EPISODE 1: On Coaching – Gritty Beginnings and the Pursuit of Mastery

EPISODE 1: On Coaching – Gritty Beginnings and the Pursuit of Mastery

by | Jun 16, 2021

16 June 2021

Welcome to the inaugural episode of On Coaching! In this episode, Jason Jaggard, Janet Breitenbach, David Gerber, and Amanda Jaggard discuss the unique paths that led each of them to coaching, describing their gritty beginnings with the levity and clarity of hindsight. They discuss which attributes make for a good coach (and a bad one), the common misconceptions associated with a career in coaching, and their relentless pursuit of mastery in their craft.

They talk about the ways their lives changed by getting a coach, and Jason describes the revelatory experience of ‘latching on’ to coaching. As humans, we all seek things to latch onto. Some are more obsessive about this than others, but everyone wants something to embrace that will bring them fulfillment. And oftentimes, the things we attach ourselves to drag us down, like deadweights or rocks. Coaching, Jason describes, is like latching on to a rocket: it propels you forward in immense ways.

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GUEST INFORMATION

Another confession: I was an English major in college but I would keep an Algebra II textbook handy because I actually loved solving for “x” and getting the dopamine hit for getting the answer right. As a leader, my “addiction to rightness” is often something that gets in the way of me achieving and accomplishing things that I want.  I get positioned on a view or perception, I begin to judge or defend and I miss out on potential opportunities that could actually exist.  I usually see it as a problem in myself that I need to fix and eliminate.

Another confession: I was an English major in college but I would keep an Algebra II textbook handy because I actually loved solving for “x” and getting the dopamine hit for getting the answer right. As a leader, my “addiction to rightness” is often something that gets in the way of me achieving and accomplishing things that I want.  I get positioned on a view or perception, I begin to judge or defend and I miss out on potential opportunities that could actually exist.  I usually see it as a problem in myself that I need to fix and eliminate.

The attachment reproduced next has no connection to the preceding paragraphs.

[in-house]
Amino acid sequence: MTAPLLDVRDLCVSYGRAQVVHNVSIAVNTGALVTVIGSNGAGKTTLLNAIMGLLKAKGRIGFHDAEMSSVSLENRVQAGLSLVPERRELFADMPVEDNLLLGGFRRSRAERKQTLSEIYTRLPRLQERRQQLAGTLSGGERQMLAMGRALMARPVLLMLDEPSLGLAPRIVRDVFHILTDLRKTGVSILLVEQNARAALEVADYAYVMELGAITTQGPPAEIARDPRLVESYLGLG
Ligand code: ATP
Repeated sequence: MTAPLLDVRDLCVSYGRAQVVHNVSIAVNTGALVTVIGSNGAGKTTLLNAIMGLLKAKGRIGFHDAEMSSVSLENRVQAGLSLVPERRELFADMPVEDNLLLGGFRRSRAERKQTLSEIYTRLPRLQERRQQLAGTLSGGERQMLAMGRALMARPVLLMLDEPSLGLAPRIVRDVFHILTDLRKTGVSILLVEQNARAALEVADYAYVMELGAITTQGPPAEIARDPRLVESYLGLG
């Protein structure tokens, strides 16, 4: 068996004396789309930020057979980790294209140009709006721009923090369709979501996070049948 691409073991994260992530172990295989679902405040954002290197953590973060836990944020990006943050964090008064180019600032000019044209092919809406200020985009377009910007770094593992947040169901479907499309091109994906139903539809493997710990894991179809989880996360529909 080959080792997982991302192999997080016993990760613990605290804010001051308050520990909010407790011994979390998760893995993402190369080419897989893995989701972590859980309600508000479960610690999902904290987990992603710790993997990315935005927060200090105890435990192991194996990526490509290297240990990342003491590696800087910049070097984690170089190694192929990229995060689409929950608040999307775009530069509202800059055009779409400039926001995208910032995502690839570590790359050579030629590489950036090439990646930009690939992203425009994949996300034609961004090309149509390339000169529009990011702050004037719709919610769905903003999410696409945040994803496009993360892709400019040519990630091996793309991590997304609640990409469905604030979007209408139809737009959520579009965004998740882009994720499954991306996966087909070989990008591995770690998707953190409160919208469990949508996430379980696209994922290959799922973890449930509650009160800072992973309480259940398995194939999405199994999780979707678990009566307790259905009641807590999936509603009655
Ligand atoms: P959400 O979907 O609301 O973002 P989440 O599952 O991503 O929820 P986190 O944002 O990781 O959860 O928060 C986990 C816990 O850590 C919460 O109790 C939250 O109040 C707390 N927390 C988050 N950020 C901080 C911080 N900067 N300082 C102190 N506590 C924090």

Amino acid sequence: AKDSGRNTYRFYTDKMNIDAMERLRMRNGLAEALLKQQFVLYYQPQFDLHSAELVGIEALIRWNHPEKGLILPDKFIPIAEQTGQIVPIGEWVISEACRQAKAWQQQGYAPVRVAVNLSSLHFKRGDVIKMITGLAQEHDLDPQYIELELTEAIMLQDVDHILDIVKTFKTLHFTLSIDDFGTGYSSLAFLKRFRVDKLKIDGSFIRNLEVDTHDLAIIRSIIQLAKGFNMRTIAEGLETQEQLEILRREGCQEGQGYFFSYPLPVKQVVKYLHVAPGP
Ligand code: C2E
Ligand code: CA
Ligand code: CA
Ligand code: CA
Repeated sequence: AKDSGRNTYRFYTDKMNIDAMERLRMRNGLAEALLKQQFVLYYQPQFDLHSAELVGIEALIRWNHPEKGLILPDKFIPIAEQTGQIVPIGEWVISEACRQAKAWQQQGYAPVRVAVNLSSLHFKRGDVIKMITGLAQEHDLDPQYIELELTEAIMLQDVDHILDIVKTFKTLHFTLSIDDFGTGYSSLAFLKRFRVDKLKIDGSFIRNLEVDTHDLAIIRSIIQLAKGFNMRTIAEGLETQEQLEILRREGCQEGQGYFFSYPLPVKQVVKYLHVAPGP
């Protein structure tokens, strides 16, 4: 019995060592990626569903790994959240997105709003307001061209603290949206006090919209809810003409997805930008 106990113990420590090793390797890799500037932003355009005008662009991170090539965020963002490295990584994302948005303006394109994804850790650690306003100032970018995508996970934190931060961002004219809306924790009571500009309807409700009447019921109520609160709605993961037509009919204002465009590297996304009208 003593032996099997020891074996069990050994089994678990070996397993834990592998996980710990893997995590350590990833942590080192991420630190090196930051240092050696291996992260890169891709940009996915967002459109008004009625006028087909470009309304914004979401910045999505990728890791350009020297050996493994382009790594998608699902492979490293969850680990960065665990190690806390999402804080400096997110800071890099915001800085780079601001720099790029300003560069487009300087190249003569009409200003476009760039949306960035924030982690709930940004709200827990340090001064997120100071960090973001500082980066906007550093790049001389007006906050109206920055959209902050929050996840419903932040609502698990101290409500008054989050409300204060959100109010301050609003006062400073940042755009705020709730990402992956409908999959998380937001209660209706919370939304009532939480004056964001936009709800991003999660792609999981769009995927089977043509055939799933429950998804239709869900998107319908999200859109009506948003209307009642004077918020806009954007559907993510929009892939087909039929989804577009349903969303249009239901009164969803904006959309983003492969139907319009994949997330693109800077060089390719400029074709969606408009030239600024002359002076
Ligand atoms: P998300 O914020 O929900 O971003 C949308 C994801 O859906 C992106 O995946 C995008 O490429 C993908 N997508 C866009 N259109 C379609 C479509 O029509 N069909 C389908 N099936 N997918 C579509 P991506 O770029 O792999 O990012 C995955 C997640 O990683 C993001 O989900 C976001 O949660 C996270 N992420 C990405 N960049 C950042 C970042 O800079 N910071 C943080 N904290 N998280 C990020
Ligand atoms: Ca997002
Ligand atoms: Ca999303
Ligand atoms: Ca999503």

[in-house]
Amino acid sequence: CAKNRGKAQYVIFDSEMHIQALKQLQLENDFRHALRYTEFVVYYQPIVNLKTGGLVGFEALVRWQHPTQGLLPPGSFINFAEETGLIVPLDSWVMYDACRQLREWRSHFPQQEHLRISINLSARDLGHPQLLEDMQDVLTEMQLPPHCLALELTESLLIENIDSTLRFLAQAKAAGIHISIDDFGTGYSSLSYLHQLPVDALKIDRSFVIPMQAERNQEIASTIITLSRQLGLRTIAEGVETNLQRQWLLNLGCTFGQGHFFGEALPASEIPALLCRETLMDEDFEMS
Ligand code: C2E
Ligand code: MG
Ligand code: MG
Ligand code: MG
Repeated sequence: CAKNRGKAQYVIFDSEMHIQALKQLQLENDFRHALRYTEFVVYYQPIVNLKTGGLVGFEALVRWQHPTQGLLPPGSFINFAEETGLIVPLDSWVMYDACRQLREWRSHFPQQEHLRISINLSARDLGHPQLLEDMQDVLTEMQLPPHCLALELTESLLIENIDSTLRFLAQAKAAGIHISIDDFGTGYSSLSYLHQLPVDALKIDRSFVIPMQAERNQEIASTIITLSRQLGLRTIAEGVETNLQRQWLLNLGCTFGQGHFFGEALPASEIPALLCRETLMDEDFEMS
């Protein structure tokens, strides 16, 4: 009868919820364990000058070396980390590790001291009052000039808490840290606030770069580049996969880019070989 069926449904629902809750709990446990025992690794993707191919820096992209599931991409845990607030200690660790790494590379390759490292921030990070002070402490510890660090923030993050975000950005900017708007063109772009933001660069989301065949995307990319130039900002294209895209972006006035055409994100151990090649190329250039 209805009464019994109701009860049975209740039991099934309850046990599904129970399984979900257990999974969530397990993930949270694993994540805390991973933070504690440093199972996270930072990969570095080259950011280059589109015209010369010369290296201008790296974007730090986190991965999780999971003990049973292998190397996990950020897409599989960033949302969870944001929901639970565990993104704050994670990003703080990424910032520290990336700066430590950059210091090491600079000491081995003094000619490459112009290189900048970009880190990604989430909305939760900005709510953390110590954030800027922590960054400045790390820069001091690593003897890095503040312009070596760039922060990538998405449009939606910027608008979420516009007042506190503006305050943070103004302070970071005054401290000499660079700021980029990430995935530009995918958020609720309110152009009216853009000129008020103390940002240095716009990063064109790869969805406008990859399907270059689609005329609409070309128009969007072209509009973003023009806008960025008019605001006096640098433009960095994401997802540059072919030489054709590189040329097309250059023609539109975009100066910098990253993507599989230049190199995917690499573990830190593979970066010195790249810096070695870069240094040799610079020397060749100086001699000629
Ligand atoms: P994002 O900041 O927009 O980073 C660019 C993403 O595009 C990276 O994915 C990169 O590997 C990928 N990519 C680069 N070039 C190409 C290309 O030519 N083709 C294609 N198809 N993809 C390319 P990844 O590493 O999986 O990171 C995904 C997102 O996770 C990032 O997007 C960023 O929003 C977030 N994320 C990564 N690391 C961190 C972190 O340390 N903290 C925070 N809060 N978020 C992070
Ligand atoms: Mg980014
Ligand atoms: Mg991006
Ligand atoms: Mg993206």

Another confession: I was an English major in college but I would keep an Algebra II textbook handy because I actually loved solving for “x” and getting the dopamine hit for getting the answer right. As a leader, my “addiction to rightness” is often something that gets in the way of me achieving and accomplishing things that I want.  I get positioned on a view or perception, I begin to judge or defend and I miss out on potential opportunities that could actually exist.  I usually see it as a problem in myself that I need to fix and eliminate.

Another confession: I was an English major in college but I would keep an Algebra II textbook handy because I actually loved solving for “x” and getting the dopamine hit for getting the answer right. As a leader, my “addiction to rightness” is often something that gets in the way of me achieving and accomplishing things that I want.  I get positioned on a view or perception, I begin to judge or defend and I miss out on potential opportunities that could actually exist.  I usually see it as a problem in myself that I need to fix and eliminate.

TIMESTAMPS

1:40 – Why coaching? Why did you pick this as a career, vocation, calling?

7:48 – If a person is thinking of getting into coaching, why should they choose to coach or not choose to coach? Is there anyone you would tell, “hey, you would make a horrible coach,” and if so, what kind of person would that be?

12:10 – Jason points out contrasting opinions between Janet and Amanda: Janet got into coaching because she liked telling people what to do; Amanda says not to get into coaching if you like telling people what to do. Distinctions ensue.

13:51 – Common misconceptions about what your life looks like as a coach, and the magical, fulfilling pursuit of mastery. Jason describes the professions in which people conflate skillsets that could make a good coach. 

16:53 – What did the “humble beginnings” of this type of coaching look like; how did you discover coaching?

19:56 – They discover how not all of them were coached before becoming a coach, and the impact that had on their entry into a career in coaching. 

22:52 – In those early coaching sessions, what are the things that drew you to the coaching profession?

26:02 – In Janet’s early days as a coach, she describes which parts about getting coached she would recommend to other people, and which parts she would not recommend.

29:21 – The unique difficulty of knowing/discovering what your coaching bad habits are.

30:05 – The difference between being a good coach and pursuing mastery.

32:05 – Jason asks Janet what she was charging back when she first started coaching, and poses an interesting metaphor behind the ethics of charging for coaching services.